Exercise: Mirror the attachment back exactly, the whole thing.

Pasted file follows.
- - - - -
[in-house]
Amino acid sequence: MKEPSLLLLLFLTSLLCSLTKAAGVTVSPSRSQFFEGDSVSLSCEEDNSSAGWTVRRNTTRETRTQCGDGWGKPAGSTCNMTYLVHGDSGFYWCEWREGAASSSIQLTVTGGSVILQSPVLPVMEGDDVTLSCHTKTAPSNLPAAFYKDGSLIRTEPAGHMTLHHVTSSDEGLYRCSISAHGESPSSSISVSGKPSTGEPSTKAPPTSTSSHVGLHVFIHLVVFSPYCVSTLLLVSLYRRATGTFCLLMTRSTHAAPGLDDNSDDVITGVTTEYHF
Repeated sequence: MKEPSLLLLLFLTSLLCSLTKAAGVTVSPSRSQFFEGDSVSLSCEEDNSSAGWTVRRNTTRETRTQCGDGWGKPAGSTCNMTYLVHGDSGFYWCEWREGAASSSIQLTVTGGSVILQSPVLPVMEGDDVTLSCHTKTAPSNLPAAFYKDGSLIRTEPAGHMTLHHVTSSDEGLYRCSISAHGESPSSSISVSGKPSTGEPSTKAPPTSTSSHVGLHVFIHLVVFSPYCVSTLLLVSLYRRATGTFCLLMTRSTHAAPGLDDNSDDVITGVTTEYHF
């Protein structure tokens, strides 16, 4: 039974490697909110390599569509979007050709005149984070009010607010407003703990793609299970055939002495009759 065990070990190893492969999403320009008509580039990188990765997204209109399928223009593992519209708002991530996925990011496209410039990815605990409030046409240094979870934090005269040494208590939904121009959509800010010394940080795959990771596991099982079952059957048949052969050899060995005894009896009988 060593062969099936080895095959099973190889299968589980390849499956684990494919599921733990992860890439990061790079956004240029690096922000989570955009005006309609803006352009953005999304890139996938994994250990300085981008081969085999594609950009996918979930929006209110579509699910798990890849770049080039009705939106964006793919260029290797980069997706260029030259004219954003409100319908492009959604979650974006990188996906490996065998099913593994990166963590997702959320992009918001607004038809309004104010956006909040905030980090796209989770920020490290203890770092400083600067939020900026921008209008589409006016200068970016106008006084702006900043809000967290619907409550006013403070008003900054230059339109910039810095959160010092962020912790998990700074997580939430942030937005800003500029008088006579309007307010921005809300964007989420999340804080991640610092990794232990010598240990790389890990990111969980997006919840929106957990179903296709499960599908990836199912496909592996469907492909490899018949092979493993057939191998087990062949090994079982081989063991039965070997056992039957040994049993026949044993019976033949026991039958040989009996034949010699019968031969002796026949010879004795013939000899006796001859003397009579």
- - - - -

[in-house]
Amino acid sequence: MKEPSLLLLLFLTSLLCSLTKAAGVTVSPSRSQFFEGDSVSLSCEEDNSSAGWTVRRNTTRETRTQCGDGWGKPAGSTCNMTYLVHGDSGFYWCEWREGAASSSIQLTVTGGSVILQSPVLPVMEGDDVTLSCHTKTAPSNLPAAFYKDGSLIRTEPAGHMTLHHVTSSDEGLYRCSISAHGESPSSSISVSGKPSTGEPSTKAPPTSTSSHVGLHVFIHLVVFSPYCVSTLLLVSLYRRATGTFCLLMTRSTHAAPGLDDNSDDVITGVTTEYHF
Repeated sequence: MKEPSLLLLLFLTSLLCSLTKAAGVTVSPSRSQFFEGDSVSLSCEEDNSSAGWTVRRNTTRETRTQCGDGWGKPAGSTCNMTYLVHGDSGFYWCEWREGAASSSIQLTVTGGSVILQSPVLPVMEGDDVTLSCHTKTAPSNLPAAFYKDGSLIRTEPAGHMTLHHVTSSDEGLYRCSISAHGESPSSSISVSGKPSTGEPSTKAPPTSTSSHVGLHVFIHLVVFSPYCVSTLLLVSLYRRATGTFCLLMTRSTHAAPGLDDNSDDVITGVTTEYHF
């Protein structure tokens, strides 16, 4: 039974490697909110390599569509979007050709005149984070009010607010407003703990793609299970055939002495009759 065990070990190893492969999403320009008509580039990188990765997204209109399928223009593992519209708002991530996925990011496209410039990815605990409030046409240094979870934090005269040494208590939904121009959509800010010394940080795959990771596991099982079952059957048949052969050899060995005894009896009988 060593062969099936080895095959099973190889299968589980390849499956684990494919599921733990992860890439990061790079956004240029690096922000989570955009005006309609803006352009953005999304890139996938994994250990300085981008081969085999594609950009996918979930929006209110579509699910798990890849770049080039009705939106964006793919260029290797980069997706260029030259004219954003409100319908492009959604979650974006990188996906490996065998099913593994990166963590997702959320992009918001607004038809309004104010956006909040905030980090796209989770920020490290203890770092400083600067939020900026921008209008589409006016200068970016106008006084702006900043809000967290619907409550006013403070008003900054230059339109910039810095959160010092962020912790998990700074997580939430942030937005800003500029008088006579309007307010921005809300964007989420999340804080991640610092990794232990010598240990790389890990990111969980997006919840929106957990179903296709499960599908990836199912496909592996469907492909490899018949092979493993057939191998087990062949090994079982081989063991039965070997056992039957040994049993026949044993019976033949026991039958040989009996034949010699019968031969002796026949010879004795013939000899006796001859003397009579």